The red sun hitting the pink cliffs below Bass Harbor created this blaze of color.
Taking pictures was one of my favorite pastimes on this trip. The area’s dramatic shorelines and cascading flows provided endless subjects matter.
As for Camden, a classier and more charming New England village you will not find. Before we continued on our way north, we took a little time to stroll its picturesque streets and catch an aerial buy furosemide 20 mg uk view of the surrounding bay from Mount Battie, a 780-foot verdant outcropping that gently rises behind Camden’s pleasing avenues.
The fiddler on the roof? No, just Jason on the rocks below Bass Harbor Head Light in the near-night.
Leave it to Jason to capture this moment of contemplative entrancement.
Too soon we were moving north again or, as the locals put it, Down East. After a couple of detours to check out the Fort Point lighthouse and fatten ourselves further with lobster rolls from yet another waterside shack, we arrived at our last coastal destination: Bar Harbor. Bar Harbor, located on Mount Desert Island just outside Acadia National Park, has an outdoorsy touristy feel that caters to the wannabe-naturalist crowd but it’s still a cute town. In Bar Harbor we gobbled some of the best ice cream I’ve ever eaten, however, we spent most of our non-gorging hours inside Acadia, America’s second-most visited national park. With lush forests rimmed by cliffs of pink granite that plunge into the ocean, it’s easy to see why Acadia attracts 2 million visitors each year. Since our time was limited, we had to choose wisely which of its 125 miles of trail options to hit. It was difficult but I believe even that last knight of the Crusades would be proud of our decision.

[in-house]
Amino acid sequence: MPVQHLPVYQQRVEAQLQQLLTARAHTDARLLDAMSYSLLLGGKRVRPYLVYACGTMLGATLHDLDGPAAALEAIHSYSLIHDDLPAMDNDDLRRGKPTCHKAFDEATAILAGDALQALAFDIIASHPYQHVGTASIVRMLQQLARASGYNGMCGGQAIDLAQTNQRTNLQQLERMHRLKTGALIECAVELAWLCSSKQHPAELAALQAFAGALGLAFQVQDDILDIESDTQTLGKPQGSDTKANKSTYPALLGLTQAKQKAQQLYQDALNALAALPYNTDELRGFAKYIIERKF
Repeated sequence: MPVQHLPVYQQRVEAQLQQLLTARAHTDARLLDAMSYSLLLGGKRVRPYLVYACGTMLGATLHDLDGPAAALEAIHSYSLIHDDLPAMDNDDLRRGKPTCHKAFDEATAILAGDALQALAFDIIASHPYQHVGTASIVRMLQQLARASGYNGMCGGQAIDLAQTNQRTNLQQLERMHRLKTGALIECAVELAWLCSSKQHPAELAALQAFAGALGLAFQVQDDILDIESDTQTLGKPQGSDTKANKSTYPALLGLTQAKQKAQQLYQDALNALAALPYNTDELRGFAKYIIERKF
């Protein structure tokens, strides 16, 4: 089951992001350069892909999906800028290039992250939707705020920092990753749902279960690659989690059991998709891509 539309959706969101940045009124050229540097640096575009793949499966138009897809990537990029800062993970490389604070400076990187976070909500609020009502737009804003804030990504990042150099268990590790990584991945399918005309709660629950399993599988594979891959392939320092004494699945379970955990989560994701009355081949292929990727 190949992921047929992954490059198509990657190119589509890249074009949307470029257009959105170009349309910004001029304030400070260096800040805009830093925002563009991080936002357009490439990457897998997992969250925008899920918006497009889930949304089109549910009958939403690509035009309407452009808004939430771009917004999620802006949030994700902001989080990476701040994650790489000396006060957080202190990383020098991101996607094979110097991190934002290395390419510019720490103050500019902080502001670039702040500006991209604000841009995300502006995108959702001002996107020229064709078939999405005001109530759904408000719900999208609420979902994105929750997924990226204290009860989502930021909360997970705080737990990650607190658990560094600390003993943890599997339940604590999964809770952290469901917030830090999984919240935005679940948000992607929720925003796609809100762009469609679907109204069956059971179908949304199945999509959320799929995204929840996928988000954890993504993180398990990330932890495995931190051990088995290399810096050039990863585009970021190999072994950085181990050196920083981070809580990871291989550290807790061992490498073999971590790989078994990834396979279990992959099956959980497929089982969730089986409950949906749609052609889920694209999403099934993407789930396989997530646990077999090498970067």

The Bass Harbor lighthouse was truly a photographer’s dream. I got over ten mosquito bites on my feet while trying to capture its descent into darkness but I didn’t even notice.
The sun and I have a precarious relationship. No matter how much I love it, I always end up getting burned. Still, it felt right to welcome it to a new day from on top of Cadillac Mountain.
We walked the Ocean Path Trail, a 4.4-mile stroll along Acadia’s jagged coastline, our first day in the park. It was a mellow and beautiful meandering. The following morning we set sleep and mellow aside to embark on some sunrise madness. Cadillac Mountain, at a whopping 1,530 feet, is, oddly enough, the tallest peak on the Eastern Seaboard north of Brazil. (No snickering please Utahans.) Because of its eastern location and height, it’s the first place in the country to see the break of day each morning. It’s a longstanding tradition among tourists and locals alike to greet the rising sun from atop Cadillac’s rounded dome and, hence, be one of the first in the country to see a new dawn. Jason was a little reluctant to get up at 4:55 AM (2:55 back home) to greet anything but he gave in to my enthusiasm and, thus, we found ourselves out in 37 degrees with the wind hustling around us as we waited for the arrival of that glowing orb. It was bitterly cold but I’d like to think it was worth it…I’m pretty sure it was.
For how short the South Bubble is, climbing it supplied a surprising amount of exercise and adventure.
Scaling rungs and squeezing into crevices was required to reach the top of the South Bubble. Awesome!
Since we were already up, I convinced Jason that we might as well hike to the top of another mountain. He was a little resistant to this plan but he eventually caved to my stubbornness. (Are you seeing a pattern here?) I only had to wear a beanie, gloves, a sweater and three jackets to stay marginally warm as we made our way up the South Bubble. You westerners might laugh a little about me even calling the South Bubble a “mountain” since its summit is only 766 feet above sea level but, apparently, that’s what it technically is. Our chilly jaunt was too early and frigid for all but the senseless and stupid so we saw absolutely no one on the Bubble and only ran into other wanderers as we neared the last curves of Jordan Pond, a deep glacier-made lake that we circled to reach our “mountain.”